There’s quite a disconnect between the preparation we receive in school for life after school. If ultimately the purpose of school is to prepare you for the job market, it shouldn’t just prepare you to work but also prepare you to navigate the politics of it. We should learn skills such as salary negotiation, what to expect for an entry level job for your field, and everything else. However, this is most often not the case and so we have no choice but to roll with the tides.
After I finished my first job and was halfway through my second job, it dawned on me how much I had undersold myself. Upon reflection, I can attribute this to five major causes:
- Lack of confidence
I was coming from quite an inexperienced place; I was fresh out of school, I didn’t know what the workforce expected of me, and I hadn’t quite grasped my potential. I was yet to be tested and so I put myself on the lowest pedestal. Well, my interviewers fed off this and leveled it as a bargaining chip.
- An eagerness to work, financial consequences be damned
I wanted to make up for my lack of confidence through work and experience, and so I was willing to work at the expense of my finances. I felt I could soar from there because I was going to dedicate my time and energy to my new job. Well, the confidence did arrive but not with the desired financial benefits.
I was quite naive when it came to the politics of the workplace. I firmly believed once I performed and met my targets, success was my due reward. Well that isn’t it. There’s a lot more to working than just showing up and doing your job. It isn’t school; you can’t just study hard, write exams and get good grades. Apart from your performance, you have to be visible, you have to put yourself out there, get seen, and get heard. That’s how recommendations happen, that’s how promotions happen. Unfortunately your work alone is not a big enough mouthpiece.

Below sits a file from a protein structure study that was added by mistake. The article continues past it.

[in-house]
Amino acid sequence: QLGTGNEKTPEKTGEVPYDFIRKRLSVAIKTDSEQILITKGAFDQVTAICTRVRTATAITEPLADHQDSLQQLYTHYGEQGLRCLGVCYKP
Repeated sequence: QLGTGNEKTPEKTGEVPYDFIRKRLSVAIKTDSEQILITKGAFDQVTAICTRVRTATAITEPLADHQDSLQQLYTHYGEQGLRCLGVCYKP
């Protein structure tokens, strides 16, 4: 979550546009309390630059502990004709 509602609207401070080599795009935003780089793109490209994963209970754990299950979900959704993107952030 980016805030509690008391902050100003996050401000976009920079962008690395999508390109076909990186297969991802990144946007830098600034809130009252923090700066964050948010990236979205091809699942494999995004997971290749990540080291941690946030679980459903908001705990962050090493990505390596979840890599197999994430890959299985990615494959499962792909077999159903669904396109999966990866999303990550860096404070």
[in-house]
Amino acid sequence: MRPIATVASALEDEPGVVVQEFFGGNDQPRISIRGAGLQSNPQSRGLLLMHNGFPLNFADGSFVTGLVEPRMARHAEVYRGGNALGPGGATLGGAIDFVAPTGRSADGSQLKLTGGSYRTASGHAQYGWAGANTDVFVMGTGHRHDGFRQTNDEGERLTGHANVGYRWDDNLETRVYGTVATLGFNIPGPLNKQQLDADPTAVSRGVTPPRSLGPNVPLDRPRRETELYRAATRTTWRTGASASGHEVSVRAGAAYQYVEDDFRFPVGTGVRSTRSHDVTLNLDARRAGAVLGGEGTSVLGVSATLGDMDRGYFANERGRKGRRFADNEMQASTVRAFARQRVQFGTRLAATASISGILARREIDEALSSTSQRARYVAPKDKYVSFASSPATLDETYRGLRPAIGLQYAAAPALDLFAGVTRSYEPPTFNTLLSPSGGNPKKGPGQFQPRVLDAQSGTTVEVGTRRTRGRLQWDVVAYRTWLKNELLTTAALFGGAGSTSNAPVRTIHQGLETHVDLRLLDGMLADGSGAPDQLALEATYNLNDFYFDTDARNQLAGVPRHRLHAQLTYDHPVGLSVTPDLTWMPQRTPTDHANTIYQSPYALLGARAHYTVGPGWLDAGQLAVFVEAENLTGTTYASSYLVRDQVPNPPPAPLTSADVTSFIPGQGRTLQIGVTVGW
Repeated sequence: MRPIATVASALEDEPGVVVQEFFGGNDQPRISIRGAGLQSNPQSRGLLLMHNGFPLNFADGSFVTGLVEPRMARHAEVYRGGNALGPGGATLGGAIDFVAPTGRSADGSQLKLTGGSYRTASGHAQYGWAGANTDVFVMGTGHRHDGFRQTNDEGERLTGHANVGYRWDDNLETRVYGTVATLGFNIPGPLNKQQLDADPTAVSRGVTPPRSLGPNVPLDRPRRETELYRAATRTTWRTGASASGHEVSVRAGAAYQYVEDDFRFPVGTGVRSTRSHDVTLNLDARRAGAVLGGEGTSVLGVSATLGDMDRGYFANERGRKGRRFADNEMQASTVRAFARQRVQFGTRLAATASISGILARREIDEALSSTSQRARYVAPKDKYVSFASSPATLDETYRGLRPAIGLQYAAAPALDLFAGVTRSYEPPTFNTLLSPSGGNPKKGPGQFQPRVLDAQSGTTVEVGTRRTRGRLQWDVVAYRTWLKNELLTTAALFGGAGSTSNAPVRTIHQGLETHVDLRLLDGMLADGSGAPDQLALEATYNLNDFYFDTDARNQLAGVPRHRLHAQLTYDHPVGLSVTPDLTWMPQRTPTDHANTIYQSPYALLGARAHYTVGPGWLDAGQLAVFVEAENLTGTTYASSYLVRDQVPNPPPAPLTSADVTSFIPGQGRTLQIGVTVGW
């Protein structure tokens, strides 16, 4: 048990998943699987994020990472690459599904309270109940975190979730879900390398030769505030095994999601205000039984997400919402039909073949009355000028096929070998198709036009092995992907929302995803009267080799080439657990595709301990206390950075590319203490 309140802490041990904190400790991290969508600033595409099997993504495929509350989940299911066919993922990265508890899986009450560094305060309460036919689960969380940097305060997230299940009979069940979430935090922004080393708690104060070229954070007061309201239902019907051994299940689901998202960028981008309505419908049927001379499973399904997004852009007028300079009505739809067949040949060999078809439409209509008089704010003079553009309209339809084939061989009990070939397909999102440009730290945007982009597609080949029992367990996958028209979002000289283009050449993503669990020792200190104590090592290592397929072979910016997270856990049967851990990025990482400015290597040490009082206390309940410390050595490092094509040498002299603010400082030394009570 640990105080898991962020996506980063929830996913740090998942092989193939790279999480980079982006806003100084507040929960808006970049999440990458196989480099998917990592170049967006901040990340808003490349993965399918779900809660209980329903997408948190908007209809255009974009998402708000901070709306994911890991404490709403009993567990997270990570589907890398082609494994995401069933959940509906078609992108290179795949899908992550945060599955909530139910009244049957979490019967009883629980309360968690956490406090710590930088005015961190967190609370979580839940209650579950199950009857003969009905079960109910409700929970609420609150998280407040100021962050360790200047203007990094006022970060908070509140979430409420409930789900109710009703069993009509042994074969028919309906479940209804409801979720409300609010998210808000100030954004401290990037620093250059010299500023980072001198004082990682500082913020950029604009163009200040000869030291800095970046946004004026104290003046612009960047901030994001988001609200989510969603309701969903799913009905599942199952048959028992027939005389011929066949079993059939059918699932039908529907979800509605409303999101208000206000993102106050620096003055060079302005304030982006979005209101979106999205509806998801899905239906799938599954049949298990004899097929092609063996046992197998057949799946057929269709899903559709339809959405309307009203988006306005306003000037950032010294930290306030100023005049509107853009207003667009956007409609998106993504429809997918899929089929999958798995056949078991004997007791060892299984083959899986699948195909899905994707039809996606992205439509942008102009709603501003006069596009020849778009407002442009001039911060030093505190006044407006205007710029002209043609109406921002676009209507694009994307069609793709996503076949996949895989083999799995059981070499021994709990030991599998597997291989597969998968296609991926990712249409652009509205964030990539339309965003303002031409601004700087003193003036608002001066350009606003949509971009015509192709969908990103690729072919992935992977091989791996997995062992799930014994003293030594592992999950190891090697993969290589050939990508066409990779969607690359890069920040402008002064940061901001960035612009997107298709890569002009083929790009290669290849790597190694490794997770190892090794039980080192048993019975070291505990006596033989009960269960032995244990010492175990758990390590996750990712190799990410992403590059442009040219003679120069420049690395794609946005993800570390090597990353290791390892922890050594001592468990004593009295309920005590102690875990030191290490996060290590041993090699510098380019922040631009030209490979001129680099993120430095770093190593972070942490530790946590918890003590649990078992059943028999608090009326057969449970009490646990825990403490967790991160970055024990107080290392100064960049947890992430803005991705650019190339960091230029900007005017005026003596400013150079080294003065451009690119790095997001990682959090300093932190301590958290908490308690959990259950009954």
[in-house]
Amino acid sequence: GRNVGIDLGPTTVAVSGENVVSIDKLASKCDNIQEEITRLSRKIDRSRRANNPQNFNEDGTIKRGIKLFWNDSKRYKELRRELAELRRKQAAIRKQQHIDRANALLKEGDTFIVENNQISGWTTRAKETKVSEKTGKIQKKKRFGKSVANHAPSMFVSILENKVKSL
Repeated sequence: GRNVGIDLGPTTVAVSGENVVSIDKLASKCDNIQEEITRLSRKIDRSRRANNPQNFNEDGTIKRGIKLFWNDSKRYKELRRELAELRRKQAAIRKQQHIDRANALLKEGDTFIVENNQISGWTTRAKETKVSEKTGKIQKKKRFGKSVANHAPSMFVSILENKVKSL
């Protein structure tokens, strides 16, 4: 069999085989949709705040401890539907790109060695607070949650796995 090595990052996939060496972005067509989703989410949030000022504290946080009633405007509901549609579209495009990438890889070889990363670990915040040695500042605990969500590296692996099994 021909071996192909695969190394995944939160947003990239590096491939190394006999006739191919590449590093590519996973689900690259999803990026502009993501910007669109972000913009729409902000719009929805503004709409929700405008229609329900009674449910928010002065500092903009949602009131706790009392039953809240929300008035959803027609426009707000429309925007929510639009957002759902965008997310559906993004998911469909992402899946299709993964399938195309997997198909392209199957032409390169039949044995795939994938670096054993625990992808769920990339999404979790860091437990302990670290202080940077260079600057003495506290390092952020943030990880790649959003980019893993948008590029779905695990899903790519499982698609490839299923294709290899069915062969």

- Lack of information
I didn’t know a thing! Everything that I thought I knew, I didn’t know. I didn’t even know I had to ask! All I knew was: go out there, look for a job, and work your ass off. I spoke to no one about what to expect or what to demand. I didn’t know about benefits and allowances, all I knew was work, work, work.
- Generally underestimating the financing adulting requires
When you’re fresh out of school, responsibility doesn’t really dawn on you until say after your national service. When you need new work shoes, when you have to contribute to the upkeep of the house, and when you have your own needs that parents or elder siblings won’t foot the bill for, THAT’S when you find out what’s up.
If I had to do it all over again, I would have spoken to those before me; my seniors from school, my elder siblings, my friends, and even my colleagues. I would get information on what to expect, where to look for work, what companies to avoid, and what to demand. School might not prepare you, but there’s a wealth of information out there if you ask and keep asking. Generally divulging information about our salary isn’t something Ghanaians are forthcoming with, but then even if you do not get the spot on information, you might get a bit of a hint.
By Guest Hacker Eyram Seshie (@Sweyram)
Eyram is a regular Ghanaian and a feminist. She listens to too much music, is an undecided introvert, and is currently working in the Tech world.